The Los Angeles Planning Commission voted last week to allow residents of a cul-de-sac near Century City to secede from Los Angeles so they can be annexed by Beverly Hills, a change that would enhance property values by at least $150,000 per home.
The real estate bonanza was not a matter of consideration for the commission, which based its unanimous decision Thursday on the claim that the 10 homes on Hillgreen Drive are inaccessible to Los Angeles emergency vehicles, placing residents in a life-threatening situation. The street's residents say they would receive better service from Beverly Hills.
Hillgreen resident Marie-France Salaun testified at the public hearing about an incident three years ago when her husband was in a diabetic coma and paramedics could not find their home. He survived, but has since died.
Though Hillgreen is steps away from Pico Boulevard and Avenue of the Stars, it cannot be reached by vehicle except by a roundabout route through Beverly Hills.
The matter moves to a Los Angeles City Council committee and then to the full council. Only then does Beverly Hills decide if it will take the properties. Beverly Hills has avoided taking a formal position on the annexation, but the Hillgreen residents have been sufficiently encouraged by their preliminary discussions with city officials to proceed with their plan.
It is highly unusual for Los Angeles to let its properties go under any circumstances and a first for Los Angeles Councilman Zev Yaroslavsky, whose blessing is critical to the plan's success.
Yaroslavsky's council district encircles Beverly Hills and has had a longstanding policy against allowing properties to leave the city. But he said in an earlier interview that the cul-de-sac's circumstances were unique. "I wouldn't want it on my conscience if a paramedic unit didn't get to Hillgreen in time," he said.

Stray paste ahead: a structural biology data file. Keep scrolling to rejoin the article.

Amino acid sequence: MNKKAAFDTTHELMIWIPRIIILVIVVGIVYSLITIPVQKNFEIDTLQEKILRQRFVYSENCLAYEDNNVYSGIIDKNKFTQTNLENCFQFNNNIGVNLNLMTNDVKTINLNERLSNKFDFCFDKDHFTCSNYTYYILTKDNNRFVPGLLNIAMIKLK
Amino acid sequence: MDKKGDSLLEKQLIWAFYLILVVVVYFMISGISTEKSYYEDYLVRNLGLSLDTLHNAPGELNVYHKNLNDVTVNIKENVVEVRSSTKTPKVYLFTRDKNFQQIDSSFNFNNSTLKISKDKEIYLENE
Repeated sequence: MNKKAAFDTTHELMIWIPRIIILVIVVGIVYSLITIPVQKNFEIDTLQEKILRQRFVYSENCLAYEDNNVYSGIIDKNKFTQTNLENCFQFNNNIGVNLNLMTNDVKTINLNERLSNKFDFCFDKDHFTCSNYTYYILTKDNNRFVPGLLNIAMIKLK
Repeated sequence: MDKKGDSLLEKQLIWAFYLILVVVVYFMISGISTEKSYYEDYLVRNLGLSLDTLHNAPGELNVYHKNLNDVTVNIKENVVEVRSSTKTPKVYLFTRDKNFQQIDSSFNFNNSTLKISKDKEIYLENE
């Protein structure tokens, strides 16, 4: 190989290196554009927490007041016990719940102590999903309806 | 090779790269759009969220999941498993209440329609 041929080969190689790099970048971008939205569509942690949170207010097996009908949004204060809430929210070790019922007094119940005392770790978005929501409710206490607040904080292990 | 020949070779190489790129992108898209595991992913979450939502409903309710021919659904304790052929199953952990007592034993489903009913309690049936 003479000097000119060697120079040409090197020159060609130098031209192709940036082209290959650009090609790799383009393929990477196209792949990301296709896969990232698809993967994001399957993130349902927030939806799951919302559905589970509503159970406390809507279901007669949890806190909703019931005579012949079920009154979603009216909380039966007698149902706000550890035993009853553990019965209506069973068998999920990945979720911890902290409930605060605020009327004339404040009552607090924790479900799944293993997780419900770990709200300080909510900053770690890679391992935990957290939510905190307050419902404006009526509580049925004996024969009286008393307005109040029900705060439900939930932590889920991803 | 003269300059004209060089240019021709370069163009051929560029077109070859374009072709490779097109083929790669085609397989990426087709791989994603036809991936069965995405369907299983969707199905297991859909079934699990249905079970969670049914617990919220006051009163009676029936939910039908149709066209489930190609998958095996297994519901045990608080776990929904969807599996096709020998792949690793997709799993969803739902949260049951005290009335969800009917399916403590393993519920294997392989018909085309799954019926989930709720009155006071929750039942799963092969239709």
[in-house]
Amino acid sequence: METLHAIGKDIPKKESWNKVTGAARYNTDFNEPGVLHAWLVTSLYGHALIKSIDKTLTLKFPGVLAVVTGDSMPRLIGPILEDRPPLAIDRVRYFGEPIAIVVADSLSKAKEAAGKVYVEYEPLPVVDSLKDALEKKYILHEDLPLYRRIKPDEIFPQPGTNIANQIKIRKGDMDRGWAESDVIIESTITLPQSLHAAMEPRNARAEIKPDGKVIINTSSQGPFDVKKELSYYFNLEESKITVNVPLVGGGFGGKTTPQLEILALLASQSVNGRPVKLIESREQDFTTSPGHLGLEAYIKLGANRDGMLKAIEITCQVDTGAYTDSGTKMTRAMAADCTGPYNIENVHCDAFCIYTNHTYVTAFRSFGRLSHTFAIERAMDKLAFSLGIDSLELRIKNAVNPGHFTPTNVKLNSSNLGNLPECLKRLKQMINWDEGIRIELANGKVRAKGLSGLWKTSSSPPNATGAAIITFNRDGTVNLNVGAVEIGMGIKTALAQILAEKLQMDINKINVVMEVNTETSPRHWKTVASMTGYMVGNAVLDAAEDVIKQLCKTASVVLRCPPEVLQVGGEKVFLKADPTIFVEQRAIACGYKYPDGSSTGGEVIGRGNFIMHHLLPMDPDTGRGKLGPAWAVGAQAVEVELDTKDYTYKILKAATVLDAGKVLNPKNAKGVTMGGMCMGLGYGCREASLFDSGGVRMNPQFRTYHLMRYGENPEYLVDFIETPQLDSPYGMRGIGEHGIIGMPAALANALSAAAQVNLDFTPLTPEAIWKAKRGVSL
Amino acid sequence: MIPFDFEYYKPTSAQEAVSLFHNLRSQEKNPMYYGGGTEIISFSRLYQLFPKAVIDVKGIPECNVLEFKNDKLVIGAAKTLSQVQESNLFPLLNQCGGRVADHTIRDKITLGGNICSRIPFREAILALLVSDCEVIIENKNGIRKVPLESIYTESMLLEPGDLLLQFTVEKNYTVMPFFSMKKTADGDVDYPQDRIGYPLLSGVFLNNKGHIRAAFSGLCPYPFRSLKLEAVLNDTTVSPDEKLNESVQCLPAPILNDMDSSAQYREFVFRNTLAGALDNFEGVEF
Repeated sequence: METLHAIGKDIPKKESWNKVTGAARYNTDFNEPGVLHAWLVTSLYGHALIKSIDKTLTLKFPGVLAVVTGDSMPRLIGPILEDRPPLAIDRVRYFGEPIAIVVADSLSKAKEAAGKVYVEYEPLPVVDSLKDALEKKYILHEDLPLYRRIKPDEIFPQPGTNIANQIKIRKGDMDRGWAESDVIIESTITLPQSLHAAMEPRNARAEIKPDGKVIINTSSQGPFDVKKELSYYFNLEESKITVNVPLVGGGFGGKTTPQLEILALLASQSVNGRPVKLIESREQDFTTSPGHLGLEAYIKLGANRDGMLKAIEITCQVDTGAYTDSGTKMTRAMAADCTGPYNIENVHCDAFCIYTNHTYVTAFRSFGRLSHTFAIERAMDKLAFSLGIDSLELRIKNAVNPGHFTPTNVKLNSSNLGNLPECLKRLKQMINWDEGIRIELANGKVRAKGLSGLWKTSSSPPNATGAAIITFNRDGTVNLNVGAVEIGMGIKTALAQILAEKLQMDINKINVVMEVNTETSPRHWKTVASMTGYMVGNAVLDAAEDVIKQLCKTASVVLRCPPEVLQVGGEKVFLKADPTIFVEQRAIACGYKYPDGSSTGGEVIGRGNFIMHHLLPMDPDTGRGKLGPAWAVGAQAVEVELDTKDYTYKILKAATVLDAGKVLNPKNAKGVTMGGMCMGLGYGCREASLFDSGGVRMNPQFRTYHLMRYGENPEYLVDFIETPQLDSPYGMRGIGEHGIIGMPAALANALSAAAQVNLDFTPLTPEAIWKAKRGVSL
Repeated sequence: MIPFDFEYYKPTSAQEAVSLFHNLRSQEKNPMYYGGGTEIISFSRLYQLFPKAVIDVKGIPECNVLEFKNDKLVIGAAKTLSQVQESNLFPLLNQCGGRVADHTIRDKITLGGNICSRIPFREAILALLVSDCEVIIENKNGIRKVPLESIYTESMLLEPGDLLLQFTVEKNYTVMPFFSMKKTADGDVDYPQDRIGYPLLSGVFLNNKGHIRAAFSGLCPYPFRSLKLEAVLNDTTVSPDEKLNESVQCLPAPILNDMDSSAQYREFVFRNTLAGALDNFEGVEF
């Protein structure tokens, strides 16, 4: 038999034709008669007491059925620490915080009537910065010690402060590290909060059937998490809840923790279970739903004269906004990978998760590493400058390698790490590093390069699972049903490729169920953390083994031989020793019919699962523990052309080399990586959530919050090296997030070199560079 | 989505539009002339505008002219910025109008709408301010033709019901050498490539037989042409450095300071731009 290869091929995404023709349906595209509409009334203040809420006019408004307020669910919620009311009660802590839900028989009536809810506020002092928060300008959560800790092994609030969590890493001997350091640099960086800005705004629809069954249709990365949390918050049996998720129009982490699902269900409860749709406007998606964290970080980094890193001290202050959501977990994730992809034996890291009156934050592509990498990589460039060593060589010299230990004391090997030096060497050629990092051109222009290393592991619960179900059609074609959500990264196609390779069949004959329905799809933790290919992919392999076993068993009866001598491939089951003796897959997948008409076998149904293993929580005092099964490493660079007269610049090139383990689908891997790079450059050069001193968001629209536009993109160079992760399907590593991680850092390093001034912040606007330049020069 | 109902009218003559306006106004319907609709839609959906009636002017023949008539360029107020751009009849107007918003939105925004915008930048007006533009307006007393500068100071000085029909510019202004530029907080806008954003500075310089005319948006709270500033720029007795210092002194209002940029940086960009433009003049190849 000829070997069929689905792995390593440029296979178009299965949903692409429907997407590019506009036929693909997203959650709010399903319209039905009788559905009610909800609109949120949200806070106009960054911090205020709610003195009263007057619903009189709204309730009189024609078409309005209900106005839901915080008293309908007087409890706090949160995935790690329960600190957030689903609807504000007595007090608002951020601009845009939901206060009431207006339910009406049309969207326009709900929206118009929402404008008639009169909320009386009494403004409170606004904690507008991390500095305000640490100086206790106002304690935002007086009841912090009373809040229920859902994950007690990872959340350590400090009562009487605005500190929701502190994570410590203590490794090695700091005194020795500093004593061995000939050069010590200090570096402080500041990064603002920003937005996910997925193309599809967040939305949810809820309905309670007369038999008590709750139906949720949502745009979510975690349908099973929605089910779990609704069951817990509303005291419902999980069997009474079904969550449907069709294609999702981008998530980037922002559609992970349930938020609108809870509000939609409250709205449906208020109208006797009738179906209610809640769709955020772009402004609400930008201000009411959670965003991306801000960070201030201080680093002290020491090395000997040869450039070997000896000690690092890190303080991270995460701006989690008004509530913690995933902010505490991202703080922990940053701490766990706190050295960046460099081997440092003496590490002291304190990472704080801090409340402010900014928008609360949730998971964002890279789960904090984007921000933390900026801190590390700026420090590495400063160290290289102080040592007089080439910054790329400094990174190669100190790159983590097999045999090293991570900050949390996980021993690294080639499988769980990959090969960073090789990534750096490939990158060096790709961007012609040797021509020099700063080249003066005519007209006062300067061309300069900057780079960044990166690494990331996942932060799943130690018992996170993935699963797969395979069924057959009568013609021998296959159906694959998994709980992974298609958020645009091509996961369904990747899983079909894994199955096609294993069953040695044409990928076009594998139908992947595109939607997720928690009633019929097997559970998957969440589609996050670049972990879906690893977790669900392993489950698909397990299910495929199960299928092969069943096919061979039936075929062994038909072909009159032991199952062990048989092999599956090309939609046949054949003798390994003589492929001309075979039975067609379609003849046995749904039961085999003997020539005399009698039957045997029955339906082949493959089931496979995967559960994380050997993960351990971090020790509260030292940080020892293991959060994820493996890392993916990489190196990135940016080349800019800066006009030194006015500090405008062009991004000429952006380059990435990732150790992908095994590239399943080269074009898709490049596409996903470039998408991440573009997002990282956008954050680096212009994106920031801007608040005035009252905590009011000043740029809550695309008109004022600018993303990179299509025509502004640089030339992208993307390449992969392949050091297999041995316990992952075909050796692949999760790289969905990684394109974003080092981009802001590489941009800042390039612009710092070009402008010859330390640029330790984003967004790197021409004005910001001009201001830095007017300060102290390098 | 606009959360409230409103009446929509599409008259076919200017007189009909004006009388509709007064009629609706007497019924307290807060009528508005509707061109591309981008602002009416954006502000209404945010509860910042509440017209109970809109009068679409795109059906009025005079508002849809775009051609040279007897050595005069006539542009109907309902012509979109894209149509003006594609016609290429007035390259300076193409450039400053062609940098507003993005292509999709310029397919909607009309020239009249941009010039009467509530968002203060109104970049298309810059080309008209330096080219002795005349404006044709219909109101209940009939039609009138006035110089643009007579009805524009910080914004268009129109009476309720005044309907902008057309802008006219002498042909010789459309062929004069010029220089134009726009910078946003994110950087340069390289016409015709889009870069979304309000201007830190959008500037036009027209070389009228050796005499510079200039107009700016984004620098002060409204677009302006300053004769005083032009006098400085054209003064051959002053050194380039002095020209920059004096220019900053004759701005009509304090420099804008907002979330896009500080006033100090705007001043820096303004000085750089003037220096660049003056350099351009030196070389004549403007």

A Yaroslavsky deputy voiced his support of the secession at the public hearing Thursday, which took place in Van Nuys.
Yaroslavsky foes are skeptical about his motives, suggesting that he is backing the move to assist a friendly constituent and campaign contributor who has spearheaded Hillgreen's drive for a Beverly Hills address.
The contributor, Abe Knobel, has given Yaroslavsky $2,100 since 1985, according to campaign records. At a news conference on Thursday, activist Laura Lake charged that Knobel was a Yaroslavsky-beholden chairman of a committee organized to study 20th Century Fox's controversial proposal to revamp and expand its lot.
Knobel, who has since resigned as chairman, insists that his motives are pure and that he has in no way been a crony of Yaroslavsky's.
Yaroslavsky spokeswoman Katharine Macdonald on Thursday branded Lake's charges "ludicrous." "I think Laura Lake is a failed candidate who doesn't seem to understand she lost the election and it's not time for another election," Macdonald said.
Lake, a Westwood activist, ran unsuccessfully against Yaroslavsky in 1989. She was joined at the news conference by a small group of Westside residents. "It's bad public policy," she said. "You don't give up your city because someone gives you $2,100 in campaign contributions."
Macdonald scoffed at the notion that her boss would be influenced by Knobel's financial support. She said Yaroslavsky did not remember refusing a similar request for detachment in the late 1970s, as Lake alleges, based on the statement of a former member of a city panel.
Los Angeles police and fire officials approved the plan to detach the homes based on safety considerations, but the city administrative office remains opposed because it sets a bad precedent and will cause a revenue loss for the city. A CAO estimate said the annual property tax and water-sale loss will be $9,945, with a one-time expense of $4,900 to detach from city services.
But Macdonald insisted that the actual amount would be lower because Hillgreen residents have agreed to bear the detachment costs. Besides, she said, not having to provide the residences with water during a drought is good for the city.
It will cost Beverly Hills about $19,000 to annex the homes, according to a city report.